Go to top of page

sites by Marley Dawson

Marley Dawson Banner Image

**Please note: The health and safety of Australians overseas is our highest priority. Please note: Due to the COVID-19 pandemic our gallery is temporarily closed at this time due to building management's advice. Please check back for updates.**

sites by Marley Dawson

On display until April 2022
Location: Dame Quentin Bryce Gallery, Embassy of Australia, Washington DC.

Sites links two places that artist, Marley Dawson, has lived – Washington, DC and Bethanga, Victoria in Australia. The artworks reference a moment in time when each of the sites represented were seemingly abandoned. This is achieved using signage, topography maps, and images recreated as woven tapestries.

The Washington DC site represented is the empty retail space, previously a liquor store, on the corner of 18th Street and California Street. The site was abandoned long before Dawson encountered it in 2012; it appears as though someone had locked up one evening and never came back, with bottles still gathering dust on the shelves. The security screens and graffiti (the pair of tapestries) hark back to a less homogenized and sanitized time than the space locals now see.

For the Bethanga site, the tapestry image is from the centre of the small town, which is built around an old gold smelter. The ground is stained purple with arsenic from the extraction process.  Again, a reference to a different time with the town as Dawson knows it now, developing around this historical site.  This smelter site is the reason Bethanga exists where it is - The mining industry left in the early 20th century and, as with the old liquor store, the remains were abandoned. The town erected fences and signage around the historic area and left it. It is a strange alien landscape full of holes and purple sand, broken bottles and decaying infrastructure... 

‘I have always felt that my environment has affected the way I work, both in terms of logistics (size, materials, techniques, etc) and also 'vibe' or feeling. This show is an attempt to interrogate the hidden vibes. Taking these two sites and trying to find connections.’

This artwork works in conversation with Marley’s installation of ghosts at the Phillips Collection (May-Sept 2021).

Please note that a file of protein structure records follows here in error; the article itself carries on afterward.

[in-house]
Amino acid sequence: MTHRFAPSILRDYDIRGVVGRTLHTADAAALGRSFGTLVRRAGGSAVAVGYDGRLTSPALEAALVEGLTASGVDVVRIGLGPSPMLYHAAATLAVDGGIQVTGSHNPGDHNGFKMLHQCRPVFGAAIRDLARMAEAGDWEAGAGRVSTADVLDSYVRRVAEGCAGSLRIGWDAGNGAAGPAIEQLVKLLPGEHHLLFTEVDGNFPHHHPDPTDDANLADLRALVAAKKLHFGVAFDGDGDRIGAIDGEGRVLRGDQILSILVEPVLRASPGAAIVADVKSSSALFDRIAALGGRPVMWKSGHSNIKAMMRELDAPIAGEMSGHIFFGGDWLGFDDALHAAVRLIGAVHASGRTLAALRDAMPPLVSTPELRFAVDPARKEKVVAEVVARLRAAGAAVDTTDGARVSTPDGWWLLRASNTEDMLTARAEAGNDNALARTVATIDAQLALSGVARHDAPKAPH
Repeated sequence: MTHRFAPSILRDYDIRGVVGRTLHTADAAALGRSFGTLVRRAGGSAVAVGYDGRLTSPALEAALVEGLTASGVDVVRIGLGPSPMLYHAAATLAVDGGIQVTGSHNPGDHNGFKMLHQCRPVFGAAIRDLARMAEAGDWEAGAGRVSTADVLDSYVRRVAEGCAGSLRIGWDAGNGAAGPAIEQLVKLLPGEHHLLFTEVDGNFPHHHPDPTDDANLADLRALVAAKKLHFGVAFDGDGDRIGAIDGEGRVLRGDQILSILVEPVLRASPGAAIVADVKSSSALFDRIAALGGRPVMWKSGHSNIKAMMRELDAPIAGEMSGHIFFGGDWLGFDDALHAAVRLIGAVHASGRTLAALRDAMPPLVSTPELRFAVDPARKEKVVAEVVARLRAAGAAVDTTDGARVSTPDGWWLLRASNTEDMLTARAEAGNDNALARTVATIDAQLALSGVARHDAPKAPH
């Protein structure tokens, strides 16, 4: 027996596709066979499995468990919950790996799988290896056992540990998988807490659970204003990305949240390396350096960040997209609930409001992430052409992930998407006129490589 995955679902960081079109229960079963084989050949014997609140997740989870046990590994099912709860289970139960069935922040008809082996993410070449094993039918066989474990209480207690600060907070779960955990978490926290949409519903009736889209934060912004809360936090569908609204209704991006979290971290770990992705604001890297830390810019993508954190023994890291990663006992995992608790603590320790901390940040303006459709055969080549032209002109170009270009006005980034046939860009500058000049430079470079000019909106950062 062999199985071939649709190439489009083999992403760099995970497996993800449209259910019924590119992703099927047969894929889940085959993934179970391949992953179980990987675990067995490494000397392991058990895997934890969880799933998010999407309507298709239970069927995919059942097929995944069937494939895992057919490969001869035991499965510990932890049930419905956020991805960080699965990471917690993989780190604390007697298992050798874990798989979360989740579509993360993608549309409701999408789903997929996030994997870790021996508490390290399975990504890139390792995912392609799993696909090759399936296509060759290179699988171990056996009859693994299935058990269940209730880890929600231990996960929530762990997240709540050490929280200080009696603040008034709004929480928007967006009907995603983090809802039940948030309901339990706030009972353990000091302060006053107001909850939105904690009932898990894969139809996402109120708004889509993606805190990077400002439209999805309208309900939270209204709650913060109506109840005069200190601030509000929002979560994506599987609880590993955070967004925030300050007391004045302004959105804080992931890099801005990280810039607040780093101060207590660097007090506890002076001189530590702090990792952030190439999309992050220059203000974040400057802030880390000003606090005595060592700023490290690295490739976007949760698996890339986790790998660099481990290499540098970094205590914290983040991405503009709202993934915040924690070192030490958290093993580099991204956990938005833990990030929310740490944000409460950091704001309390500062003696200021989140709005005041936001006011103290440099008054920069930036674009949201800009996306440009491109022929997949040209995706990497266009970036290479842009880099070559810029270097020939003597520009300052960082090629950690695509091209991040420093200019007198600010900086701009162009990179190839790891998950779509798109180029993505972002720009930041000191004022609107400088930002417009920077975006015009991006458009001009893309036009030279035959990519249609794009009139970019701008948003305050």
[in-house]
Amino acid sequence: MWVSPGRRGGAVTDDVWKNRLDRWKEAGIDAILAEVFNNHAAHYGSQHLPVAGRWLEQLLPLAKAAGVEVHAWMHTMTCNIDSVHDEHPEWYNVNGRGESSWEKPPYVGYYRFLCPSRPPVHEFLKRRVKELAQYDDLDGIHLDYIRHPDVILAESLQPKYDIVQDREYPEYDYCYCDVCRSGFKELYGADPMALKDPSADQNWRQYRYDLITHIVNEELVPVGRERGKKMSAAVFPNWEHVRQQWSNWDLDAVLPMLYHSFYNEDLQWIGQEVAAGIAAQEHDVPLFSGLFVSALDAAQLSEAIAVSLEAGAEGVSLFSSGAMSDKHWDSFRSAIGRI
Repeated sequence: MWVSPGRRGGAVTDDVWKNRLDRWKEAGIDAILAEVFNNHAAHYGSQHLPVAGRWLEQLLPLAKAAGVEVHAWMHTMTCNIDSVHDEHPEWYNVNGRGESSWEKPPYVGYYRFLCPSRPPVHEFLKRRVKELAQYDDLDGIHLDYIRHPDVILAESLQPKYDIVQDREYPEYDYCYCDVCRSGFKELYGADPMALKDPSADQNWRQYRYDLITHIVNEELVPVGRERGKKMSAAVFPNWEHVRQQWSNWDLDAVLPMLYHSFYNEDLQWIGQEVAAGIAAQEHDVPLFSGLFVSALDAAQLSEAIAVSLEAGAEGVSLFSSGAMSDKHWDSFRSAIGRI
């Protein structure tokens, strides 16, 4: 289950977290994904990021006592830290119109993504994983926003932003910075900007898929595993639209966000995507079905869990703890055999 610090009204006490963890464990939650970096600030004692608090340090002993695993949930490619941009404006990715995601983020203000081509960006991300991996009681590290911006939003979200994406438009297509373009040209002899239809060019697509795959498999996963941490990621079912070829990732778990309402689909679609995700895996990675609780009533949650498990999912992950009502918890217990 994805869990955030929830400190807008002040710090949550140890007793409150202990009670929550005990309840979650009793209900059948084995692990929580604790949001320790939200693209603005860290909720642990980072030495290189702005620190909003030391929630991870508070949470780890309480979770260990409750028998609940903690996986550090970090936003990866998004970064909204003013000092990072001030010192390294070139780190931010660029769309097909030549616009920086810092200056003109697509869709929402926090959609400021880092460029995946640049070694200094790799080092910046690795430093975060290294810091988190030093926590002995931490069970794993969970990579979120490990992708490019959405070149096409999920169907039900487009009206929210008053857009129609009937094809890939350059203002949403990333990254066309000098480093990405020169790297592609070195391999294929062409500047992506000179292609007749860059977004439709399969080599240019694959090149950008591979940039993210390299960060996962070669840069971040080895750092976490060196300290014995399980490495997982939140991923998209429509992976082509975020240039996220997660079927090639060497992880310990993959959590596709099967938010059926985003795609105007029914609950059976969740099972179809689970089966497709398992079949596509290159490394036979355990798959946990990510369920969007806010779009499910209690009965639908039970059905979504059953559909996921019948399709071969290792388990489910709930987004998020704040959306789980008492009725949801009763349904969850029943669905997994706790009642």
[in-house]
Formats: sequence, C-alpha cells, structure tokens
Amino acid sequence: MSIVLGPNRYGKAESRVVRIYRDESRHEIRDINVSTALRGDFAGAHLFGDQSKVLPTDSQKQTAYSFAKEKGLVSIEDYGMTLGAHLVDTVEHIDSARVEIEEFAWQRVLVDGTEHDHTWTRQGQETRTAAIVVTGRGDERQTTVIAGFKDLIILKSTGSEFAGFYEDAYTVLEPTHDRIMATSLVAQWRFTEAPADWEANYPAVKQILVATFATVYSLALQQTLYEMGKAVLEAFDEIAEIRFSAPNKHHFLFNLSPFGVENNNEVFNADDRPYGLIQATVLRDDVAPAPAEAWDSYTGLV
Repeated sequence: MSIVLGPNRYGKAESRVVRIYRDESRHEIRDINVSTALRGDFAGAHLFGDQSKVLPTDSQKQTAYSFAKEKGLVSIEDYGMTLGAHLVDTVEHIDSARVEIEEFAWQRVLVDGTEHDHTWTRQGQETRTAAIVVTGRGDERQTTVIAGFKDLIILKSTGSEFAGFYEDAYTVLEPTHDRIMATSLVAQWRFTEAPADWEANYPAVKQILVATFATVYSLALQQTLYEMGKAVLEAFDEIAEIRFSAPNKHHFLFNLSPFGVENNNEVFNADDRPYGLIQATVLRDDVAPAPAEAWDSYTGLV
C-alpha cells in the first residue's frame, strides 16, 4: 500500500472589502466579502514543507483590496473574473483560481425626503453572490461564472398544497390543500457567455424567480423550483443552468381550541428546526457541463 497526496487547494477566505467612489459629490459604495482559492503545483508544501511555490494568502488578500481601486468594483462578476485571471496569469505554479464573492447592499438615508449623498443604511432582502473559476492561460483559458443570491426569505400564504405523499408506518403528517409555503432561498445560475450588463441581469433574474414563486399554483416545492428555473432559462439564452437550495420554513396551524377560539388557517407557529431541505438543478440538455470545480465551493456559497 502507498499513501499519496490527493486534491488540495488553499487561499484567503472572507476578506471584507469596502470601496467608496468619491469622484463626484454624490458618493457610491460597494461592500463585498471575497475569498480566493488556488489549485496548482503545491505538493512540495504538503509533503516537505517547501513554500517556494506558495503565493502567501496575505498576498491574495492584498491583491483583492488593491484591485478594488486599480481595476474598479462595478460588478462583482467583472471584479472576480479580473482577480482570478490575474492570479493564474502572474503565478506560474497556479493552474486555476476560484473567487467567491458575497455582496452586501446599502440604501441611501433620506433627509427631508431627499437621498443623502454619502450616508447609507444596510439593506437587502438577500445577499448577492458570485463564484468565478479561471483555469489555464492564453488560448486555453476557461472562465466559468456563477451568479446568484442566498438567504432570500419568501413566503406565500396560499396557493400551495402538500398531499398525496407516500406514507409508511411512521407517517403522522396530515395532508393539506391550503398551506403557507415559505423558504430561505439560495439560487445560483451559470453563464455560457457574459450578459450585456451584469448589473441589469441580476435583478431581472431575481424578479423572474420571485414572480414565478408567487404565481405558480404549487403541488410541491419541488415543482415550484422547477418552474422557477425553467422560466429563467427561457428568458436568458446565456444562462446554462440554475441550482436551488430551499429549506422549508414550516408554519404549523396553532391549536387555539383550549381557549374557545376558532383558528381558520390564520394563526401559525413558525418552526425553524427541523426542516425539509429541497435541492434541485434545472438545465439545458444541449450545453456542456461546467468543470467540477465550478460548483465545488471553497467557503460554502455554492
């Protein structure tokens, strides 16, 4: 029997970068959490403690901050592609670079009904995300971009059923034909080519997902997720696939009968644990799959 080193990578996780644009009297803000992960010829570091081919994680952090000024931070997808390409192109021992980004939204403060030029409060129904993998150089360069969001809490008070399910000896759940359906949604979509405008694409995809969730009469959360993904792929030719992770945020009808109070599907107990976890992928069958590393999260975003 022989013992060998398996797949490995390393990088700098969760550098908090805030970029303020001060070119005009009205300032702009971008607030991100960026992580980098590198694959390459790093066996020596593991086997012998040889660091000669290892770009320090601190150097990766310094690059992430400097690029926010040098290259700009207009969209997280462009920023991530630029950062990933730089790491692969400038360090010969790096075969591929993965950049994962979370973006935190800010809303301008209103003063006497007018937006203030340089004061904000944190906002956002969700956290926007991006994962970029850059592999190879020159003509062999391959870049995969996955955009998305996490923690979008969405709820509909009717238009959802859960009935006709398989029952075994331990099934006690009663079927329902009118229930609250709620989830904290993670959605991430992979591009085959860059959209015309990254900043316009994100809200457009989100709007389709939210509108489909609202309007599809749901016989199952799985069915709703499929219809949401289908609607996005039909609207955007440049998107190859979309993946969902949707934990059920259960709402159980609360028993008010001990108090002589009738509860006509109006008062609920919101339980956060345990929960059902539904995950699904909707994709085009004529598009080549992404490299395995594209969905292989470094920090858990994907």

“Our apartment, for the 2.5 years we spent in DC, was right around the corner [from the empty retail space on 18th Street]… whenever I would ask people about it, they didn't know it was there, even if they had walked past it hundreds of times - like the chairs at the Phillips [Collection] - once it was pointed out, it was impossible not to see the past.’

About the artist

Marley Dawson is known for using physics, chemistry, and engineering to construct experimental sculptures and installations that highlight the uncanny or surreal aspects in our everyday life. Combining readily available hardware, electrical components and scavenged materials into art that often resembles mechanical prototypes or architectural constructions, Dawson’s works replicate an aspect of real-world labour to isolate and better consider its implications.

Dawson’s work has been exhibited at the Walters Art Museum, Baltimore; Kreeger Museum and Phillips Collection, Washington DC; MONA, Hobart; Australian Centre for Contemporary Art, Melbourne; Para/Site, Hong Kong; Vox Populi; Philadelphia; Embassy of Australia, Washington DC; Pointe Ephemere, Paris; Caboolture Regional Gallery; Penrith Regional Gallery, Casula Powerhouse, and in public spaces across Australia and the United States.

He received a Bachelor of Visual Arts (2004) and Master of Fine Arts (2008) from Sydney College of the Arts, Australia. He was born in Wellington NSW (1982) and currently lives and works in Bethanga, Australia. 

Marley Dawson is represented by HEMPHILL Fine Arts, Washington DC, and Roslyn Oxley9 Gallery, Sydney.